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Government Convenes Public Meeting On Ethnic Turkish Question

January 8, 1990

SOFIA, Bulgaria (AP) _ Communist officials began talks today with members of the opposition, the Turkish minority and Slav majority on ethnic conflicts that erupted in a wave of nationwide protests last week.

The meeting at the National Assembly building, chaired by Parliament President Stanko Todorov, was called after four days of nationalist rallies against a decision by Communist leaders allowing ethnic Turks and Moslems to use their Moslem names and practice their religion without restrictions.

Ethnic conflicts have become more apparent in some parts of Eastern Europe, where hard-line Communist regimes were replaced by reformist governments last year.

The government news agency BTA reported that representatives from all official and opposition groups, as well as delegations from dozens of cities were taking part in the forum, which the agency termed unprecedented in Communist Bulgaria.

Todorov on Sunday night called for the weeklong ″social forum″ on ″several aspects of the national question.″

BTA did not identify who was taking part in the forum. It said the meeting today was to discuss how to organize the talks and that formal negotiations would begin Tuesday.

However, BTA said the participants unanimously approved an appeal to the people to call off all rallies and strikes to ensure a ″peaceful and business-like atmosphere″ at the talks.

At a rally Sunday, Bulgarian demonstrators threatened to start a general strike if their demands were not met that a referendum be held on the minority issue.

News media controlled by the 2-month-old leadership that replaced hard- liner Todor Zhivkov reported that local officials who are holdovers from the old regime appeared to be using the ethnic issue to try to stall reform.

But the media also reported a resurgence of Turkish nationalism in some areas, quoting witnesses as saying Turkish flags have been seen flying over public buildings in one southern city.

Premier Georgi Atanassov said the practice was illegal.

The demonstrators demand the repeal of a Dec. 29 order restoring rights to Bulgaria’s 1.5 million ethnic Turks and Moslems.

That decision reversed the assimilation policy introduced by Zhivkov, who forced ethnic Turks to change their names to Bulgarian ones and barred them from speaking Turkish in public.

Nationalists among the Slav majority, who are mainly Orthodox Christian, fear the Turkish minority is growing too fast and poses a threat to the country of nearly 9 million. Slavs also are suspicious of the loyalties of the Bulgarian Turks and ethnic Bulgarian Moslems, known as Pomaks, since Bulgaria won independence in 1877 from the Ottoman Empire, which had ruled it for 500 years.

The government of Turkey, which lies on Bulgaria’s southeastern border, and some Bulgarian Turks have blamed Zhivkov’s hard-line Commmunist followers for instigating the unrest.

Bulgarian Foreign Minister Boiko Dimitrov is to meet his Turkish counterpart Mesut Yilmaz in Kuwait Tuesday for a second round of talks on the minority issue.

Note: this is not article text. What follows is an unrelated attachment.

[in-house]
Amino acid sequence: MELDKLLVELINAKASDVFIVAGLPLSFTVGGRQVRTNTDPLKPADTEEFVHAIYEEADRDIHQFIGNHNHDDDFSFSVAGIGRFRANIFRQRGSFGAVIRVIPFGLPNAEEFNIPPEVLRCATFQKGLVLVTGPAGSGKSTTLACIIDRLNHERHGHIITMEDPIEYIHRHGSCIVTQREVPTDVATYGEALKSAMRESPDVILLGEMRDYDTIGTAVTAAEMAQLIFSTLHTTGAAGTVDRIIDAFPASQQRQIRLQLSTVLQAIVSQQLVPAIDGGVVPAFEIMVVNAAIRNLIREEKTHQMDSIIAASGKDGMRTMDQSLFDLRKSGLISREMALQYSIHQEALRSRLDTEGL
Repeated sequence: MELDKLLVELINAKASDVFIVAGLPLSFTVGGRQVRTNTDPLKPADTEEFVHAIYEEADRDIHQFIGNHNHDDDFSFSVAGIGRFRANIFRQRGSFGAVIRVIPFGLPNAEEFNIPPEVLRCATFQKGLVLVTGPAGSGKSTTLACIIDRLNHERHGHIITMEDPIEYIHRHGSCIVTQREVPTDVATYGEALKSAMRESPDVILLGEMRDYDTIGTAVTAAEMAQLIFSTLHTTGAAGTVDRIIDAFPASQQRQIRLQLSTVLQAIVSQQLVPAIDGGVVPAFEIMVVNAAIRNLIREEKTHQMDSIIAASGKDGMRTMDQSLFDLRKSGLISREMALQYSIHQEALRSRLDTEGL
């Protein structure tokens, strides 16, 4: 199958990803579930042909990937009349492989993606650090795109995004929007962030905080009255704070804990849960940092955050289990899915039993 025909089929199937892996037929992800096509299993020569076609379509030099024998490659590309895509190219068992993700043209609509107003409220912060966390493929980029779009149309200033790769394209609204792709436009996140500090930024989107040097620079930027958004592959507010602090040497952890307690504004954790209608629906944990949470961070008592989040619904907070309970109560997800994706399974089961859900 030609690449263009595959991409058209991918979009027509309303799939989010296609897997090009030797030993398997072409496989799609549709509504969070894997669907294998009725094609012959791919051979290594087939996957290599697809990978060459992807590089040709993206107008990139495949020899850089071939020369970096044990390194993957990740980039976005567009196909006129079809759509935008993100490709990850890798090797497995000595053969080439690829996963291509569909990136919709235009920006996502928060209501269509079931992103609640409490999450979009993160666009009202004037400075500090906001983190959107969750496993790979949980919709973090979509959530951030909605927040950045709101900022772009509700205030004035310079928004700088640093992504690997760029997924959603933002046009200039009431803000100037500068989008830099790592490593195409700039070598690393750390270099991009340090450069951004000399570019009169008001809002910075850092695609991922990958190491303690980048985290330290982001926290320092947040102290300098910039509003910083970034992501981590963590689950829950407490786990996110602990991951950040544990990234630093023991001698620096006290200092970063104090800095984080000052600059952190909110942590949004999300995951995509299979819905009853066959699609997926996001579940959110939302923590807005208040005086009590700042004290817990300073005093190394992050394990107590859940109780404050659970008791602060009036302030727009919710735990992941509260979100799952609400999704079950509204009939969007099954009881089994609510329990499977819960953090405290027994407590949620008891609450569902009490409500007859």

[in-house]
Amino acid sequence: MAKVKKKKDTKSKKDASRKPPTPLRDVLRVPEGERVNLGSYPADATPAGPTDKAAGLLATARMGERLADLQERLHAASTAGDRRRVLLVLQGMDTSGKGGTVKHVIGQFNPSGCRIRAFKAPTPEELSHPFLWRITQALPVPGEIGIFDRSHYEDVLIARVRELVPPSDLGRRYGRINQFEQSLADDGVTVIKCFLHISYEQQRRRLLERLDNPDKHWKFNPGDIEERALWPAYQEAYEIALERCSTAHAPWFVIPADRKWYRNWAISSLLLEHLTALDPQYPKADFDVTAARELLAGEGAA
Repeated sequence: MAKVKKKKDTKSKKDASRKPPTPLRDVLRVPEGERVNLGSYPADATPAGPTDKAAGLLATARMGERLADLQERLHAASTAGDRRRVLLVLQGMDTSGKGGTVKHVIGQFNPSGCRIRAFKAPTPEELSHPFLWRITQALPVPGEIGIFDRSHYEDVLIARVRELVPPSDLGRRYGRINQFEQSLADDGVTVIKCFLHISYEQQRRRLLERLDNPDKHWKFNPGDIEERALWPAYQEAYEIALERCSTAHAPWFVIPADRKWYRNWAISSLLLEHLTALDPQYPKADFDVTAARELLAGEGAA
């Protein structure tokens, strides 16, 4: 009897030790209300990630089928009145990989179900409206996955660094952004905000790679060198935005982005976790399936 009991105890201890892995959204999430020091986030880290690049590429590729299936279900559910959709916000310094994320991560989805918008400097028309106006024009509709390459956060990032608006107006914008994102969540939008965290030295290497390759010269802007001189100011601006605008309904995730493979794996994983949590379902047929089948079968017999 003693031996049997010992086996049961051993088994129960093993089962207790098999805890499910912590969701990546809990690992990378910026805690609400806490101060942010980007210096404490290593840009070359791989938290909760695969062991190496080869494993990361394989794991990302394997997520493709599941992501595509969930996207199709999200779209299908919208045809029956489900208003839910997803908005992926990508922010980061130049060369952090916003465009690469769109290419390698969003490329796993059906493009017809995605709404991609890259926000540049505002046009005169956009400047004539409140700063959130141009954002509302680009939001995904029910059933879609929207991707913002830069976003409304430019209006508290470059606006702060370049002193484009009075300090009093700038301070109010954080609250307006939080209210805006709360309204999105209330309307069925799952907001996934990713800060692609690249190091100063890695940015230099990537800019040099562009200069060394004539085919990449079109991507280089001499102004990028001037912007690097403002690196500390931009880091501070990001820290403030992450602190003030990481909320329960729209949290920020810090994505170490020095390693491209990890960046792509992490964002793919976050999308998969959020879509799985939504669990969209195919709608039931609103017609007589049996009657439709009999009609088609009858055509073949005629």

On Friday, thousands of Bulgarian workers walked off the job in at least five cities. Other demonstrations took place over the weekend.

″Bulgaria - a one-nationality country,″ read banners carried by some of the 10,000 ethnic Slavs who demonstrated in Sofia on Sunday outside Alexander Nevski Cathedral.

Standing in zero-degree weather, the protesters booed, hissed or chanted ″Resignation 3/8 Resignation 3/8″ as Atanassov and Interior Minister Atanas Semerdzhiev tried to address them.

In an apparent attempt to appease the protesters, Atanassov said Bulgarian would remain the official language. But both his and Semerdzhiev’s speeches were drowned out.

″A hard time will befall the country whose people is divided,″ the official news agency BTA quoted Semerdzhiev as saying. He appealed to the crowd not to undermine ″the tendencies towards democracy in the country.″

BTA said residents from the southern town of Kardzhali, where almost half the 50,000 inhabitants are ethnic Turks, reported seeing Turkish flags on public buildings.

Atanassov, in a television address Sunday, said it was ″inadmissible to raise the flag of a foreign state at demonstrations and rallies in public and private places.″

He said the interior minister had been told to maintain public peace and ″neutralize any anti-constitutional and extremist acts under the framework of law.″ He did not elaborate.

A leader of the influential independent trade union Podkrepa, Nikolai Kolev, called for members to ″fight against all destructive forces.″ In a statement broadcast on state TV he said he thought nationalistic protests were being spurred by local officials.

While Petar Mladenov, who took over from Zhivkov as party leader Nov. 10, has moved quickly to put new people in the leadership more likely to support democratic reform, few changes have been made at the local level.

Some 320,000 ethnic Turks fled Zhivkov’s persecution and emigrated to Turkey last summer, but at least 50,000 returned because of a lack of jobs and proper housing.

Elsewhere in Eastern Europe, a revolt by ethnic Hungarians against the Romanian government last month turned into a nationwide uprising that ousted dictator Nicolae Ceausescu.

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